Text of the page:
When building cabinet doors, the most important step is measuring. You always want to assemble your structure and then measure for your cabinet doors rather than cutting your doors upfront based on a cut list. Chances are, your actual measurements will differ slightly from the measurements you “should” have.
In this post, we’ll talk about how to measure for cabinet doors so that you can create beautiful DIY doors that fit just right! This method can be used whether you’re working on actual cabinets or on a project like this TV lift cabinet or this bathroom vanity that needs doors as well.
As you can see from the picture above, we have lots of experiences measuring for and building custom cabinet doors!
- Laser measurer (highly recommended for accuracy) or a measuring tape
Yup, the tool list really is that simple! You’ll also likely want a piece of paper and a pencil to help you do the calculations.
P.S. we’re working on a door and drawer calculator to help minimize the math required for DIY doors and drawers. Sign up for the waitlist to be the first to know when it launches.
How to Measure for Cabinet Doors
STEP 1: MEASURE YOUR CABINET OPENING
Getting accurate measurements is the key here. If you don’t feel confident in your measuring skills, check out this post for more tips on accurate measuring.
Because accurate measurements are so important for doors (and drawers), we highly recommend investing in a laser measurer. This will help you measure faster, and more accurately.
When measuring for doors, we highly recommend measuring each opening in 3 places (top, middle, bottom) and at least twice. This will allow you to double-check your measurements.
Once you have the width confirmed, measure the height. Again, double (or triple) check your measurements and measure in 3 places.
If your opening is not fully square, you want to use the smallest measurement to calculate your door size.
When measuring the opening, you’re simply doing that. Measure between face frames or cabinet sides. Do not extend your measurements to the outside edge of your cabinet box.
STEP 2: CALCULATE DOOR SIZE
Now that we have the cabinet opening measured, it’s time to calculate our door sizes (Join the waitlist for our door sizing calculator so you can skip this whole math section).
The calculations used to determine your cabinet doors will vary based on which type of door overlay you want. If you aren’t sure, check out our post comparing overlay vs. inset cabinet doors and the pros and cons of each.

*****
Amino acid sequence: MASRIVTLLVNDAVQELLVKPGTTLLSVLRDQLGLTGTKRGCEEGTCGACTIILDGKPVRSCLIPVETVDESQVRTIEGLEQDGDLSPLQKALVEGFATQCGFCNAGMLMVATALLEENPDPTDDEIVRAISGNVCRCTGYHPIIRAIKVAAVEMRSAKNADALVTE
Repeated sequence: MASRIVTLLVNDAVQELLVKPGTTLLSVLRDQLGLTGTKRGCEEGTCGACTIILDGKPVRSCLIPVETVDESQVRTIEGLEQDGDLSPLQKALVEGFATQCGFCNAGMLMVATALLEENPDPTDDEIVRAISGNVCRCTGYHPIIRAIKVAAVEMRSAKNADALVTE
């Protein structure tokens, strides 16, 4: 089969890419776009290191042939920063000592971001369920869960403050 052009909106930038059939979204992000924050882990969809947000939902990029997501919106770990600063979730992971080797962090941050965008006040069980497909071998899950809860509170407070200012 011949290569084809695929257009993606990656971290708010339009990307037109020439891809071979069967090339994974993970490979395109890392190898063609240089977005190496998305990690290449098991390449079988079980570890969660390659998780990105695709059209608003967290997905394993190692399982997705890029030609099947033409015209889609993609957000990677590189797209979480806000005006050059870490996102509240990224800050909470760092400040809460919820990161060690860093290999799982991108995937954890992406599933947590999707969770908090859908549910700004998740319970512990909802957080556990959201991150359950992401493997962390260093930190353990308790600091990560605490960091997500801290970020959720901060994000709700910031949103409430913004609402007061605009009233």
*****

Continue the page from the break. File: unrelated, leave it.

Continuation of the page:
Hinge type may also affect your measurements. The following calculations will be for concealed hinges. If using another type of hinge, please refer to measuring instructions provided by hinge manufacturer.
Please note: these calculations will give you the final door dimensions. You may still need more specific dimensions if going with something other than flat panel doors (another reason our door sizing calculator might come in handy).
Full Overlay Cabinets
With full overlay cabinets, your doors extend fully over your cabinet base. You’ll need to know the thickness of the sides of your cabinets (usually ¾”) for this calculation.
Add 2x the thickness of your cabinet sides to both the height and width measurement.
For example, if you have a cabinet that is 15×30 and the side of your cabinets are ¾” thick, you’ll add 1.5” to both sides to get a door size of 16.5 x 31.5.
Partial Overlay Cabinets
For partial overlay cabinets, you’ll add 2x the overlay amount (typically ⅜ or ½”) to your measurements.
For example, for a 15×30 cabinet with a ½” overlay, your door size would be 16×31.
Inset Cabinet Doors
For inset cabinet doors, we need to subtract out the gap that will be around the cabinet door. Ideally you’d want this gap to be 3/32” wide, but who is that precise?? Instead, shoot for a 1/16” to ⅛” gap on each side of your door.
Note: if you’re new to DIY doors, I’d highly recommend going for the ⅛” gap!
To calculate an inset door, you’ll subtract 2x the gap you chose from your measurements.
For example, for a 15×30 cabinet with a ⅛” gap on each side, your door measurement would be 14.75 x 29.75. You multiplied the desired ⅛” gap by 2 to subtract ¼” from the height and width.
Two Doors, One Cabinet Opening
If you have a wider cabinet opening and would like to fit two cabinet doors in that single opening, the math gets slightly more complicated. The height measurement will stay the same as the formulas listed below, but we need to add in additional steps to calculate the width of the doors.
First, calculate the width exactly as listed above.
Then divide by 2 to account for having two doors instead of just one.
Subtract 1/32 – 1/16” to account for the gap between two doors. 1/32” is likely too precise for most tape measures, so you can stick with 1/16”. Because the 1/16” is taken from both doors, your gap between the doors will actually be ⅛”.
Let’s do a quick example, if we have a 32×30 cabinet opening and want an inset door with ⅛” gap on each side:
The height would be 29.75, and the initial width calculation would be 31.75.
Then we divide by two to get 15 ⅞ aka 15 14/16.
Subtract 1/16” to get our final door width of 15 13/16”. This will give us two inset doors with a ⅛” gap all around, including between the two doors.
There you have it! Now you know how to measure for cabinet doors. If the thought of doing all the math makes your head spin, be sure to sign up for the waitlist for our door and drawer calculator.
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